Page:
I am clearly experiencing confirmation bias following the Simon Sinek keynote presentation at the national MGMA conference in Boston. I am aware of that having read Decisive, a book by Dan and Chip Heath wherein they share ideas on effective decision making. They label confirmation bias as one of the four villains of effective decision making. In short, it is our predisposition to hear and want to believe concepts that support our way of thinking.
Moving on, Simon Sinek addressed a packed conference hall in Boston on a Sunday afternoon and shared his ruminations on game theory as it related to business, and in particular the business of health care. There are the organizations playing the finite game characterized by known players, an agreed upon set of rules, and a clear end point. Businesses that play to win… Hospital A put Hospital B out of business… game over. Then there are the organizations playing the infinite game, characterized by known and unknown players, agreed and not agreed upon set of rules, who are playing to keep the game going. In healthcare, we should be in the infinite game.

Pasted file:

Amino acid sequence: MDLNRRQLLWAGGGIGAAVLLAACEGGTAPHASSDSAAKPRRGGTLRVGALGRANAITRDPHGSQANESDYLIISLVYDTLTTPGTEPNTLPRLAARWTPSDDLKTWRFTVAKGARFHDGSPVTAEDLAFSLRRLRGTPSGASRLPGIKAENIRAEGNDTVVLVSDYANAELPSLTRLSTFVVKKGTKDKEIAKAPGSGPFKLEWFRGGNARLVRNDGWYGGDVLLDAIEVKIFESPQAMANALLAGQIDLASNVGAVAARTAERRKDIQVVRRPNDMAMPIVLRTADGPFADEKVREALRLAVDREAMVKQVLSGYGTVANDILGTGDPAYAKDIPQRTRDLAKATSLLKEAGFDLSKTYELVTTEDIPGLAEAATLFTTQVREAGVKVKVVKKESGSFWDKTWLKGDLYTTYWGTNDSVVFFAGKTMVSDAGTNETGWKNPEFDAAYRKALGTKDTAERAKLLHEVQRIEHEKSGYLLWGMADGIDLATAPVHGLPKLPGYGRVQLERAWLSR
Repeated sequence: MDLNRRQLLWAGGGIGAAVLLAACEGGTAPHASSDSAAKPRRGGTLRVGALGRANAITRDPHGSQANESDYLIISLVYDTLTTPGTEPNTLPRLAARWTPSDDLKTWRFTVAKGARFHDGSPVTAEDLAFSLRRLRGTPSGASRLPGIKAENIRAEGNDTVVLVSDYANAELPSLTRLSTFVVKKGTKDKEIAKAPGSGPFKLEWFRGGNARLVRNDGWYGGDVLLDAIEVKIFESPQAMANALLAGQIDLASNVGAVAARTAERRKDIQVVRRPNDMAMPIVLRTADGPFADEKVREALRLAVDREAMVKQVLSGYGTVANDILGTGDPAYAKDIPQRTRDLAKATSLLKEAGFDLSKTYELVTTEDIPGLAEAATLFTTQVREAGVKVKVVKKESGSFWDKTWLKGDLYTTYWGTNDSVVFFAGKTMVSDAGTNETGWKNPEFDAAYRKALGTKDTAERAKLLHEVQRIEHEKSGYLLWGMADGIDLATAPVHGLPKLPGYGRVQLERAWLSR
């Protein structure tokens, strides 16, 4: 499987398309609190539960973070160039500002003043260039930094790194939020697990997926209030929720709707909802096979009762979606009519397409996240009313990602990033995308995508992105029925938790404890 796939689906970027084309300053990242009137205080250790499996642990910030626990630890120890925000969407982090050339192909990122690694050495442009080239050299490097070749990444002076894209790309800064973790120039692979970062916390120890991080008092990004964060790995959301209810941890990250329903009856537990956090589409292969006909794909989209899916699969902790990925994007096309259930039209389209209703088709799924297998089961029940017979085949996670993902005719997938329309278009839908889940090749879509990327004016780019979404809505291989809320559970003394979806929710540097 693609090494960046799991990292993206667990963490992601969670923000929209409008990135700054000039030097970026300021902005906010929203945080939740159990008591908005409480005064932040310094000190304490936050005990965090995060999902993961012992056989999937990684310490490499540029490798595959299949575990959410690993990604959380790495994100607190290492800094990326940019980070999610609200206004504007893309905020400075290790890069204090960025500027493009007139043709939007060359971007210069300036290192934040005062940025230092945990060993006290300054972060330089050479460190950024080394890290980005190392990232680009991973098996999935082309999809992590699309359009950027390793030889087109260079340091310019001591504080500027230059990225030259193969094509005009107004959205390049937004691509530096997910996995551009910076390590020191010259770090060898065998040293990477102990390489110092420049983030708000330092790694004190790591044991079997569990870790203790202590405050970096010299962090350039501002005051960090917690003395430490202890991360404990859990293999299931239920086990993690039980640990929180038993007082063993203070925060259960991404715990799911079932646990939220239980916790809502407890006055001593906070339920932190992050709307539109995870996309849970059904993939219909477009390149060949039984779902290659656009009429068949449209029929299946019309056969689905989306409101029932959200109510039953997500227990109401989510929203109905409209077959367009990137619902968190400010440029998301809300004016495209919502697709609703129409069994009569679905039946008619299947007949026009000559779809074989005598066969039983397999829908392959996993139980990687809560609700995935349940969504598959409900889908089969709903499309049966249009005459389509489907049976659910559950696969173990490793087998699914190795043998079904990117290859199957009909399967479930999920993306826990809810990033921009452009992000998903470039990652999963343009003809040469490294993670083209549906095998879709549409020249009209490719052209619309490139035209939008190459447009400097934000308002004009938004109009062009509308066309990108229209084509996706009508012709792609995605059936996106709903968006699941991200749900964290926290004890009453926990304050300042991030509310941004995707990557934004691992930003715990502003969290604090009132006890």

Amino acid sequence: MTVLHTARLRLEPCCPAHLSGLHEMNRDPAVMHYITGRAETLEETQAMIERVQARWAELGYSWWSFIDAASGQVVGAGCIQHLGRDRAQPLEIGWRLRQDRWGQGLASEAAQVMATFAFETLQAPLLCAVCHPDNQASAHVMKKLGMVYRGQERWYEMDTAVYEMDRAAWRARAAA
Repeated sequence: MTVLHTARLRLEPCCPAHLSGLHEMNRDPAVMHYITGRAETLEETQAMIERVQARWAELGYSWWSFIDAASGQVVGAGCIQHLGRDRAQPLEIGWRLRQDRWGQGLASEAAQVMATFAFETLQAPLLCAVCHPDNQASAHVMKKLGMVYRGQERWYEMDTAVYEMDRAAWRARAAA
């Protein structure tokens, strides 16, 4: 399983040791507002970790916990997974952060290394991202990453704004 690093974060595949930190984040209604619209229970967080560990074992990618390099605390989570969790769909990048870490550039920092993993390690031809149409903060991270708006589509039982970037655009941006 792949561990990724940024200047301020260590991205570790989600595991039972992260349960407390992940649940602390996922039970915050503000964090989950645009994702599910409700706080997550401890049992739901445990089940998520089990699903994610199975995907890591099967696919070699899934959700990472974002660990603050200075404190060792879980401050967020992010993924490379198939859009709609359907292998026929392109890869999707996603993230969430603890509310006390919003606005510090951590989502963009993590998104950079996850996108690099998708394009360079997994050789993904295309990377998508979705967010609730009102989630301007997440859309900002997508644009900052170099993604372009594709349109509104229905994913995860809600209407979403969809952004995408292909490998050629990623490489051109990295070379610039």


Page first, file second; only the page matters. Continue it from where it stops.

So, I liken this thinking to publicly traded healthcare organizations chasing quarterly earnings on Wall Street, in contrast to the CEO of the non for profit FQHC we spoke with this week who was asking us for assistance, not to squeeze out more profit, but rather to share operational best practices that will allow him to attract and retain qualified and engaged practitioners to stay in the game for his people, his patients. This is why Simon was encouraging the leaders in the MGMA audience to play in the infinite game, in health care and in life. Hence, he confirmed my bias that for profit and healthcare should not be used in the same sentence.